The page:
Playful furniture, Native art, and hidden grottoes are a few of the highlights from this season’s top exhibitions.
This summer, add art to your U.S. travel itineraries with these exhibitions on medieval monsters, playful design, and the history of camp in fashion. Stop by the Newseum in Washington, D.C., before it closes at the end of the year, explore solo shows featuring an influential feminist artist and a vernacular environment builder, and see group exhibitions for contemporary Chinese art and Native women artists.
March 3—September 15, 2019; The Aldrich Contemporary Art Museum, Ridgefield, Connecticut
In this show on artist, lesbian scholar, and feminist activist Harmony Hammond, visitors can experience five decades of her works in a huge variety of media. Her early 1970s installations transformed fabric discarded by female friends into colossal robe-like pieces; the 1989 “Chicken Lady” turned a vintage quilt and rusted roof tin into a statement on female outsiders. Throughout, materials such as burlap, pine needles, bone, hair, blood, charred wood, and linoleum are augmented with paint, bronze, and graphite to elevate women’s craft traditions into reflections of the female body and its strength.
March 8—December 31, 2019; Newseum, Washington, D.C.
Before the Newseum shutters at its current location at the end of 2019, you can catch the journalism-dedicated institution’s exhibition commemorating the 50th anniversary of the Stonewall Riots. Highlighting publications and historic objects, Rise Up chronicles pivotal events like the June 1969 police raid of New York’s Stonewall Inn that sparked the LGBTQ rights movement, the 1978 assassination of Harvey Milk, and the more recent battle for marriage equality. In conjunction, the Newseum is hosting a yearlong program series with journalists, politicians, and others engaged in activism.
May 4—November 11, 2019; Storm King Art Center, New Windsor, New York
In the sprawling 500-acre sculpture park of Storm King Art Center, visitors can discover a hidden grotto inhabited by a sleeping bear and a marine biologist field station for contemplating the ecological shifts of climate change. Each is a “folly” by artist Mark Dion, who fills these structures with objects evoking narratives on culture and nature. This exhibition brings together 12 of these works, some dating back to the mid-1990s. They’re installed indoors and outdoors, such as “Hunting Blind (The Glutton)” nestled in a woods, and the functional “Buffalo Bayou Invasive Plant Eradication Unit” (2011), which involves a mobile workstation on a truck.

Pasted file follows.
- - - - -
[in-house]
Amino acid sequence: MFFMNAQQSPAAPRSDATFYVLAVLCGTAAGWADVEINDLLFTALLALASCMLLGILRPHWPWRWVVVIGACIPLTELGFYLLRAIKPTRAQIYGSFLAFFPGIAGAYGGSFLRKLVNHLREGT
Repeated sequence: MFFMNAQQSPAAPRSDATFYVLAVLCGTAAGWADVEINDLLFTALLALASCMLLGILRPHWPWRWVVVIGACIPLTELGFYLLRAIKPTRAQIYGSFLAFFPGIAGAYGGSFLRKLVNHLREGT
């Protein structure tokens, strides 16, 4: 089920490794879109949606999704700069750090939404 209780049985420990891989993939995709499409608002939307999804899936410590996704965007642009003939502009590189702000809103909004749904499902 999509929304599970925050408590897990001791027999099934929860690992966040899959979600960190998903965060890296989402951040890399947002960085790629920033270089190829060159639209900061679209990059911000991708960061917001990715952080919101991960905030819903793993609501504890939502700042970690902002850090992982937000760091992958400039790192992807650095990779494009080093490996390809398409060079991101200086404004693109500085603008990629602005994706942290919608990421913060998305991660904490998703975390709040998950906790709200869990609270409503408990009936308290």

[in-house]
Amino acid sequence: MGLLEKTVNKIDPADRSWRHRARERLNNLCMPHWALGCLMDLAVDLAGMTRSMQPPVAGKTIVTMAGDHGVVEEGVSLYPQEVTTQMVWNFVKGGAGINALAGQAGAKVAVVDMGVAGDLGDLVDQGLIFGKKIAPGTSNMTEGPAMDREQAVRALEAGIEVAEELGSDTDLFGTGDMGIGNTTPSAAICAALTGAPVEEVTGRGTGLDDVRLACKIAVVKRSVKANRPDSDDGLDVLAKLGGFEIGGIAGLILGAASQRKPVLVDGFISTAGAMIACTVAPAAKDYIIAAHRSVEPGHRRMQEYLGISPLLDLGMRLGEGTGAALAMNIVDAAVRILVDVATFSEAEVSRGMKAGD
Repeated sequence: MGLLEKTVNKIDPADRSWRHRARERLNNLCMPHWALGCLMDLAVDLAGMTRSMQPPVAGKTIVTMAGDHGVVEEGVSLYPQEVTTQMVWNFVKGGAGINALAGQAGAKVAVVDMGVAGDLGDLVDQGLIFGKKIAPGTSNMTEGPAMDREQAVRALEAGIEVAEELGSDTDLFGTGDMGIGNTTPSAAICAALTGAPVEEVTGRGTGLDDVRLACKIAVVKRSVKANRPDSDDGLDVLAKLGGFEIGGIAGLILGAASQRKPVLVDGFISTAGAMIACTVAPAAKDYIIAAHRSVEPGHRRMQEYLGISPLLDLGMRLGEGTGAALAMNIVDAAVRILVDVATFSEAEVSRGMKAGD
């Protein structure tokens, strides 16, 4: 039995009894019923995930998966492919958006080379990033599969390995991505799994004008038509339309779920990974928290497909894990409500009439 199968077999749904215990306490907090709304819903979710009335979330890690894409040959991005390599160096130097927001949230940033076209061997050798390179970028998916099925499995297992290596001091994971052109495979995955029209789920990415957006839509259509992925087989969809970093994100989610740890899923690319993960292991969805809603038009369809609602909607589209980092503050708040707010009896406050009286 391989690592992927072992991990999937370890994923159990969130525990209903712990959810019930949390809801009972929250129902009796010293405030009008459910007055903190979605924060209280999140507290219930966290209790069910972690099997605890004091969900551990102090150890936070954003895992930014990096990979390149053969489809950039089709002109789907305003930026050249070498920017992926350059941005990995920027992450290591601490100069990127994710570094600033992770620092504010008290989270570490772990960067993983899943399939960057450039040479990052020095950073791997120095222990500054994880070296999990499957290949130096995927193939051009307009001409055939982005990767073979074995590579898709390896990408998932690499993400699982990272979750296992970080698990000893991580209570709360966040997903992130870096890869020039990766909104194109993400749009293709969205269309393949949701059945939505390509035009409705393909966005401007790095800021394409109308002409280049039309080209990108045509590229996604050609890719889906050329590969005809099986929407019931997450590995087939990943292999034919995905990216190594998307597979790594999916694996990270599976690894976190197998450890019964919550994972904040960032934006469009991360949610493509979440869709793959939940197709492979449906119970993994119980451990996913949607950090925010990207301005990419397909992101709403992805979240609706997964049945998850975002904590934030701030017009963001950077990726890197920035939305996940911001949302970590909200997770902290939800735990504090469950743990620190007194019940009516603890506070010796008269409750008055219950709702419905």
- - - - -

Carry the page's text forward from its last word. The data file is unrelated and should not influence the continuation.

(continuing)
May 5—August 25, 2019; Denver Art Museum, Denver
The postwar era saw an infusion of playfulness in U.S. design, from Anne Tyng’s modular building toys to the primary-hued pops of color on furniture by Charles and Ray Eames. Serious Play: Design in Midcentury America, organized by the Milwaukee Art Museum and Denver Art Museum, explores this whimsical innovation through over 200 works. Playground equipment, product design, and furniture are contextualized in a midcentury period of enhanced manufacturing and a growing middle class, as well as the ominous rise of the Cold War. Whether it’s buoyant touches in an airline’s identity, or now iconic objects like Irving Harper’s Sunburst Clock, each demonstrates an inventive moment of escapism and experimentation.
May 9—September 8, 2019; Metropolitan Museum of Art, New York City
In her 1964 essay “Notes on Camp,” Susan Sontag wrote that “the essence of Camp is its love of the unnatural: of artifice and exaggeration.” The Metropolitan Museum of Art’s Costume Institute is celebrating ostentatious style in Camp: Notes on Fashion. Featuring around 200 objects, including selections from high and low culture, the show delves into camp from the 17th century to the present. The extreme posturing of the royal court of Versailles is followed by investigations into Victorian-era drag queens and 1930s Berlin nightlife. More recent designs by Viktor & Rolf and Jeremy Scott showcase how drama and humor endure in contemporary fashion’s boldest statements.